}

The JSONAPISerializer is able to inspect the ORM so that it can put all models, attributes and relationships in the right place. Our route handler doesn't need to change at all.

In fact, the route handler we wrote is the same as the default behavior of the Shorthand equivalent, meaning we can switch to using that:

- this.get('/movies/:id', (schema, request) => {
-   let id = request.params.id;

-   return schema.movies.find(id);
- });
+ this.get('/movies/:id');

This is another example of how the ORM helps the various parts of Mirage, like Shorthands and Serializers, work together to simplify your server definition.

The ORM also makes creating and editing related data easier than if you only worked with the raw database records.

For instance, to create a Movie and Person with a relationship using only the database, you'd need to do something like this:

server.db.loadData({
  people: [
    {
      id: "1",
      name: "Christopher Nolan",
    },
  ],
  movies: [
    {
      id: "1",
      title: "Interstellar",
      releaseDate: "October 26, 2014",
      genre: "Sci-Fi",
      directorId: "1",
    },
  ],
})

Note the directorId foreign key on the Movies record must match the id on the associated People record.

Managing raw database data like this quickly gets unwieldy, especially as relationships change over time.

Using the ORM via server.schema, we can create this graph without managing any IDs:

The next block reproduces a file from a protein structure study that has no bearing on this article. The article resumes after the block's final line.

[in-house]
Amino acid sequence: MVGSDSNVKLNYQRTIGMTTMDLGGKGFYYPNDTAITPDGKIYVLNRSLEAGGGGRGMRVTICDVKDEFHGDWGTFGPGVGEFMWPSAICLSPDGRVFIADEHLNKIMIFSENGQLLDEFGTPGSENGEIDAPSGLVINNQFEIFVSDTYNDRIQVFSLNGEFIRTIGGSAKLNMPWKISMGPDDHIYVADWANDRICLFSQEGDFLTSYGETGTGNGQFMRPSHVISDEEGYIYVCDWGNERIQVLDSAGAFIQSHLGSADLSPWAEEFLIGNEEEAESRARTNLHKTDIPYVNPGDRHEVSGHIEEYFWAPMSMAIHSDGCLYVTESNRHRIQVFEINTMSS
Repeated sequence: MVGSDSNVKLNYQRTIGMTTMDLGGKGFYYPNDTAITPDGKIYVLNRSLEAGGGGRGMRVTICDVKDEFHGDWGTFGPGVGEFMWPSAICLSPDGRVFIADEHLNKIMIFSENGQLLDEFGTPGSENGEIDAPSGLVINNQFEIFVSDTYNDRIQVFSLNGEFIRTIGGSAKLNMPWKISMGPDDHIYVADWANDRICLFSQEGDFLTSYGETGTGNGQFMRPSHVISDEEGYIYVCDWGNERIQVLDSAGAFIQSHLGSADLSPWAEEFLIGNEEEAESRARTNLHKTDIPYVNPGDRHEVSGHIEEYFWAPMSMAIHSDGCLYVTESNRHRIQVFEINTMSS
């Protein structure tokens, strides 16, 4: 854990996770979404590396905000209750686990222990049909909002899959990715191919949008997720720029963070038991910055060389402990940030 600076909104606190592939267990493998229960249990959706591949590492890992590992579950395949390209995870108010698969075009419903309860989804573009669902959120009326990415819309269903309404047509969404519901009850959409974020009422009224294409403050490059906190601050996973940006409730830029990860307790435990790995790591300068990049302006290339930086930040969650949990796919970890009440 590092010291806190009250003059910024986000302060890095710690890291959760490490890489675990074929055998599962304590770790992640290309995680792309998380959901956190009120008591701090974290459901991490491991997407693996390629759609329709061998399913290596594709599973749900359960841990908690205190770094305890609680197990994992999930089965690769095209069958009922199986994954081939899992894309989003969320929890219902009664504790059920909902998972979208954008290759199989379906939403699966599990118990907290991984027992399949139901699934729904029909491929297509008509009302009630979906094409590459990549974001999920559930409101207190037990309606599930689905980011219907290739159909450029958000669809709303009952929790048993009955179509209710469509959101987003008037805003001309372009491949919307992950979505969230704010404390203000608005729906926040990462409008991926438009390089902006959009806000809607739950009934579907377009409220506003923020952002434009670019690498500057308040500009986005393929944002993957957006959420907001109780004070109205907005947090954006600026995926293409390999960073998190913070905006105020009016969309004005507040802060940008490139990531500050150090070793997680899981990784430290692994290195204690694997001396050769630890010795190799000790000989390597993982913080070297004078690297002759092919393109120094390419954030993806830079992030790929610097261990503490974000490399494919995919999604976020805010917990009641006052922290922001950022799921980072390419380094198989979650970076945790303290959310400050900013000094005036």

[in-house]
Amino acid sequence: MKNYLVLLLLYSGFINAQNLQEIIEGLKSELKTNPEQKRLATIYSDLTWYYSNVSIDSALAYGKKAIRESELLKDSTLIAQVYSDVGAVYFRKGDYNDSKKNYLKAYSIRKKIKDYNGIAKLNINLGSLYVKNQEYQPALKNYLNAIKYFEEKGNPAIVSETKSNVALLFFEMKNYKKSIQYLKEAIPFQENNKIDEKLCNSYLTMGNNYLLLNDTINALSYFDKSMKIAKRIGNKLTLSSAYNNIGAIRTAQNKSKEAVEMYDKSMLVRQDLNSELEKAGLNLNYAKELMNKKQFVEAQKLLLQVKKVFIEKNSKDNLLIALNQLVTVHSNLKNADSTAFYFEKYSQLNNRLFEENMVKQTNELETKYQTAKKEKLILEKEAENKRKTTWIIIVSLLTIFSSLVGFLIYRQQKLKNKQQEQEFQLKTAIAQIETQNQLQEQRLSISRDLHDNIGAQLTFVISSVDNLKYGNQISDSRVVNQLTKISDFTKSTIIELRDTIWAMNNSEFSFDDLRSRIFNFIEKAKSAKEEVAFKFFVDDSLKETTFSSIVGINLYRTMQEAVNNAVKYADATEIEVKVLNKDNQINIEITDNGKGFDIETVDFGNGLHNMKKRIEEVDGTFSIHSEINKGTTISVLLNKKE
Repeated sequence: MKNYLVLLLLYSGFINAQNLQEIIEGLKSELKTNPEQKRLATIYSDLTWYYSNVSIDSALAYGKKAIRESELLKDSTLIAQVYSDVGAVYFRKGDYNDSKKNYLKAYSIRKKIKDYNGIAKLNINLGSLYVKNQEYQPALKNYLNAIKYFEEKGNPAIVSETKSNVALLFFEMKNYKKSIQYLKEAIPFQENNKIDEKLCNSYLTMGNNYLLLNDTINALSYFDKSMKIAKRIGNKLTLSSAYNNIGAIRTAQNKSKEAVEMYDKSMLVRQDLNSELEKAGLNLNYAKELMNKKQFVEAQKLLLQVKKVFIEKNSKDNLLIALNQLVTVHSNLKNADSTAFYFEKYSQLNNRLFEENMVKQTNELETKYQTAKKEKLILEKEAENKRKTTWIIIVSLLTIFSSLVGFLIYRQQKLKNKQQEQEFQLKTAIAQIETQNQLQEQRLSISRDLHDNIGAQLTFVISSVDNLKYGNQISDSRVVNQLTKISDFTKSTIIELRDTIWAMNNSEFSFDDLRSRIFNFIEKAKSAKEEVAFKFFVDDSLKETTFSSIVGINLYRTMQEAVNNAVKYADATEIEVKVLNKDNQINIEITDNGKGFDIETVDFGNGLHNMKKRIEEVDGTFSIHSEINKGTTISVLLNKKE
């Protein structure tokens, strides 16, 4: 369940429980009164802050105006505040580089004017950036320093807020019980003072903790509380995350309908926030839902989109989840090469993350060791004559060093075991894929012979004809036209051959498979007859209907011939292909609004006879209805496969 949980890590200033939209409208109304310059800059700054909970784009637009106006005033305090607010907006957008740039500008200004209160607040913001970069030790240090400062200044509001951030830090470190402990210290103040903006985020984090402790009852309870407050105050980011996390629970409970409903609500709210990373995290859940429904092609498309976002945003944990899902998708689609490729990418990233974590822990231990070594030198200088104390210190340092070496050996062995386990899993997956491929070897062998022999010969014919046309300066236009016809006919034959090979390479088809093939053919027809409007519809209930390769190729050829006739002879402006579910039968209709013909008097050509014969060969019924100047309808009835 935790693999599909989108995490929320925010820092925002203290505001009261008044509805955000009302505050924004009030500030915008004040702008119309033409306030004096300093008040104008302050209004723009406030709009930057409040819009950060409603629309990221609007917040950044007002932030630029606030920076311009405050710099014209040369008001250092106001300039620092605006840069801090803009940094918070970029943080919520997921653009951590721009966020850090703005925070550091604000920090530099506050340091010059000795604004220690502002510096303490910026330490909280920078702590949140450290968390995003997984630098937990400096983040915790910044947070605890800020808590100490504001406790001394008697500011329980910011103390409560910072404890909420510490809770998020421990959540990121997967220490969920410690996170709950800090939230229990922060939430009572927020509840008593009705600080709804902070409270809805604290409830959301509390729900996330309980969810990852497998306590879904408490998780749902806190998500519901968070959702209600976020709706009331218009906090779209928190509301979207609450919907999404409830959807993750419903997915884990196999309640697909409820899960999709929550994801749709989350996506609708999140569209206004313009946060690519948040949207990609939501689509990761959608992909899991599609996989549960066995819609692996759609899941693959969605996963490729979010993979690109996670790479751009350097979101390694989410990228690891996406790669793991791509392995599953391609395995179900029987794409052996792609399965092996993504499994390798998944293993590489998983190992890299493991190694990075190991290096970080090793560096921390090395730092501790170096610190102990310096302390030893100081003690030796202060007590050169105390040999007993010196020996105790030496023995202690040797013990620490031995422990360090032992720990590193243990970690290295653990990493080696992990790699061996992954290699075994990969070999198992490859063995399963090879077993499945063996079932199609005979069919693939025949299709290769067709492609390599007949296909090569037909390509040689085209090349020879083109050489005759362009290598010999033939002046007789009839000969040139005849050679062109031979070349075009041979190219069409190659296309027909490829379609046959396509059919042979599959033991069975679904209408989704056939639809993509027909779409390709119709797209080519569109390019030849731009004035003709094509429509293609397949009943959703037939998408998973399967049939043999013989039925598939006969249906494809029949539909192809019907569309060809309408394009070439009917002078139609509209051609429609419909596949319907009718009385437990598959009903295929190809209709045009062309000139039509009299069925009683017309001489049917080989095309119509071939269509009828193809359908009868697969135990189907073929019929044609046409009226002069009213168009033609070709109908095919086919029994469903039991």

let nolan = schema.people.create({ name: "Christopher Nolan" })

schema.movies.create({
  director: nolan,
  title: "Interstellar",
  releaseDate: "October 26, 2014",
  genre: "Sci-Fi",
})

Passing in the model instance nolan as the director attribute when creating the movie is enough for all the keys to be properly set up.

The ORM also keeps foreign keys in sync as relationships are edited. Given the database

{
  movies: [
    {
      id: '1',
      title: 'Star Wars: The Rise of Skywalker',
      directorId: '2'
    }
  ],
  people: [
    {
      id: '2',
      name: 'Rian Johnson'
    },
    {
      id: '3',
      name: 'J.J. Abrams'
    }
  ]
}

we could update the movie's director like this:

let episode9 = schema.movies.findBy({
  title: 'Star Wars: The Rise of Skywalker'
});

episode9.update({
  director: schema.people.findBy({ name: 'J.J. Abrams' });
});

The new database would look like this:

{
  movies: [
    {
      id: '1',
      title: 'Star Wars: The Rise of Skywalker',
      directorId: '3'
    }
  ],
  people: [
    {
      id: '2',
      name: 'Rian Johnson'
    },
    {
      id: '3',
      name: 'J.J. Abrams'
    }
  ]
}

Note how the directorId was changed in the database, even though we only ever worked with model instances.

Importantly, this also holds true for more complex relationships, like one-to-many or many-to-many relationships that have an inverse.

The ORM allows Mirage to abstract all this bookkeeping away from your code, and even gives Shorthands enough power to respect arbitrary updates to complex relationship graphs.


These are some of the main problems addressed by Mirage's ORM. Generally, when Mirage knows about your application's schema, it can take on more of the responsibility of configuring your mock server.

Next, we'll take a look at how to actually define your models and their relationships in Mirage.